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This article in JEQ

  1. Vol. 32 No. 5, p. 1623-1633
    Received: Sept 29, 2002

    * Corresponding author(s): ettore.capri@unicatt.it
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Predicting and Measuring Environmental Concentration of Pesticides in Air after Soil Application

  1. Federico Ferrari,
  2. Marco Trevisan and
  3. Ettore Capri *
  1. Istituto di Chimica Agraria ed Ambientale-Università Cattolica del Sacro Cuore, Via Emilia Parmense 84, 29100 Piacenza, Italy


Pesticides can volatilize into the atmosphere, which affects the air quality. The ability to predict pesticide volatilization is an essential tool for human risk and environmental assessment. Even though there are several mathematical models to assess and predict the fate of pesticides in different compartments of the environment, there is no reliable model to predict volatilization. The objectives of this study were to evaluate pesticide volatilization under agricultural conditions using malathion [O,O-dimethyl-S-(1,2-dicarbethoxyethyl)-dithiophosphate], ethoprophos (O-ethyl S,S-dipropylphosphorodithioate), and procymidone [N-(3,5-dichlorophenyl)-1,2-dimethylcyclopropane-1,2-dicarboximide] as test compounds and to evaluate the ability of the Pesticide Leaching Model (PELMO) to calculate the predicted environmental concentrations of pesticides in air under field conditions. The volatilization rate of procymidone, malathion, and ethoprophos was determined in a field study during two different periods (December 1998 and September 1999) using the Theoretical Profile Shape (TPS) method. The experiments were performed on bare silty soil in the Bologna province, Italy. Residues in the air were continuously monitored for 2 to 3 wk after the pesticide applications. The amount of pesticide volatilized was 16, 5, and 11% in December 1998 and 41, 23, and 19% in September 1999 for procymidone, malathion, and ethoprophos, respectively. In both these experiments, the PELMO simulations of the concentration of ethoprophos and procymidone were in good agreement with the measured data (factor ± 1.1 on average). The volatilization of malathion was underestimated by a factor of 30 on average. These results suggest that volatilization described by PELMO may be reliable for volatile substances, but PELMO may underpredict volatilization for less-volatile substances.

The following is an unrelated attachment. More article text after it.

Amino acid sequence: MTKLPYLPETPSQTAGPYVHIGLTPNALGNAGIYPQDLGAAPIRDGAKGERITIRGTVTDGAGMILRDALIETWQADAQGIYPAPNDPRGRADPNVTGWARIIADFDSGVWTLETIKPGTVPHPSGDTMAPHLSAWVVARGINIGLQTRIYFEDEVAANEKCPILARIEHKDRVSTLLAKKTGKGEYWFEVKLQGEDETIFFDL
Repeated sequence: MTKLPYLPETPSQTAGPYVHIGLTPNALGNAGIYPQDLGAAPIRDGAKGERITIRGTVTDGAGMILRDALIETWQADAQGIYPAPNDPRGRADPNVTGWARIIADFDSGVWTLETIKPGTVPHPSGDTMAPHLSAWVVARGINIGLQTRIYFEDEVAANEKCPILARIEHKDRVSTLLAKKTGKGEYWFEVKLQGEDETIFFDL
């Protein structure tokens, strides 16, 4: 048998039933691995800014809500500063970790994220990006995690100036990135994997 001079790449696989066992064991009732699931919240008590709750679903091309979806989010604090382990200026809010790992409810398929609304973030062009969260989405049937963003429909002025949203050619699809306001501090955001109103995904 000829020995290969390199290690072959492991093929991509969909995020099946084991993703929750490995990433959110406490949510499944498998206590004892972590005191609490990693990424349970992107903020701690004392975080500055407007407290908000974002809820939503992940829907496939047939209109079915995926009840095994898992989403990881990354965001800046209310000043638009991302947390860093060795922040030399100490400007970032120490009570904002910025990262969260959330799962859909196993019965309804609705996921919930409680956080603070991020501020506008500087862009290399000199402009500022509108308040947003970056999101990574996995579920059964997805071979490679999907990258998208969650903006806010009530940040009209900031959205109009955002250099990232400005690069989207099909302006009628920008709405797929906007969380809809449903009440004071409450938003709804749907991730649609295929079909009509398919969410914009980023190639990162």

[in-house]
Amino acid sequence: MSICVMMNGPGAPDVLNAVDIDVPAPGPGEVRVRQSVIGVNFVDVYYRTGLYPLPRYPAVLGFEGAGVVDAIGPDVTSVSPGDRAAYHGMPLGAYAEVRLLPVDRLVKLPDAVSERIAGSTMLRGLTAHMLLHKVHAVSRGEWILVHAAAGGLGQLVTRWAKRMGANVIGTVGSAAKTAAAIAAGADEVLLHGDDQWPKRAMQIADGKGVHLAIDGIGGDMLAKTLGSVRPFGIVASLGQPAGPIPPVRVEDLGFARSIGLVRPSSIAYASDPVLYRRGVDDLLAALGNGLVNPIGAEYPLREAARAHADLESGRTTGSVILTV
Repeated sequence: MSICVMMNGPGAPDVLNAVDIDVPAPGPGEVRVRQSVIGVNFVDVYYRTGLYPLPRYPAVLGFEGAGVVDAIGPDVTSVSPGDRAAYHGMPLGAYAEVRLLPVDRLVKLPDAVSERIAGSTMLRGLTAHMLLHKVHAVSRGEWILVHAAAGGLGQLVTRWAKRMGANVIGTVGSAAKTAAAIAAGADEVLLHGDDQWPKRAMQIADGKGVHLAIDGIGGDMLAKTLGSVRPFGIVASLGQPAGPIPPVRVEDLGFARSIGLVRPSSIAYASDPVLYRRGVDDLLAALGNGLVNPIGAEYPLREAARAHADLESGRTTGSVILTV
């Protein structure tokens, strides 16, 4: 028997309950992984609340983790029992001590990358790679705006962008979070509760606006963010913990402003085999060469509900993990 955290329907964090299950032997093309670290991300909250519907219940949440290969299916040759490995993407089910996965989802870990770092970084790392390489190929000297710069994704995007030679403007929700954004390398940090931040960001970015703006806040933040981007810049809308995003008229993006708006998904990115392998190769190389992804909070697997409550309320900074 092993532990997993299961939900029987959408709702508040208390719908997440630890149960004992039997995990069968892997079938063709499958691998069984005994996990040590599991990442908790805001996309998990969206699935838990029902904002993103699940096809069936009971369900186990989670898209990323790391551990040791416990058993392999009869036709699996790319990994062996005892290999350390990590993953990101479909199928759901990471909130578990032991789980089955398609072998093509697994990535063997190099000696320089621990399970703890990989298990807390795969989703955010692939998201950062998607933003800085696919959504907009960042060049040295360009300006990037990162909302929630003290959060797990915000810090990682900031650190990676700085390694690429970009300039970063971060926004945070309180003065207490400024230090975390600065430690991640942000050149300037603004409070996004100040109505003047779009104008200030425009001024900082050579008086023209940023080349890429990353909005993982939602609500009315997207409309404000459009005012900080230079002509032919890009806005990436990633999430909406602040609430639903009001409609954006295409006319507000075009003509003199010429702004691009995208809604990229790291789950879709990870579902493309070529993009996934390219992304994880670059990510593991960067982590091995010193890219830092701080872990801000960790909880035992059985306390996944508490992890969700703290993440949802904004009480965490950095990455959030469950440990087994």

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Copyright © 2003. American Society of Agronomy, Crop Science Society of America, Soil Science SocietyASA, CSSA, SSSA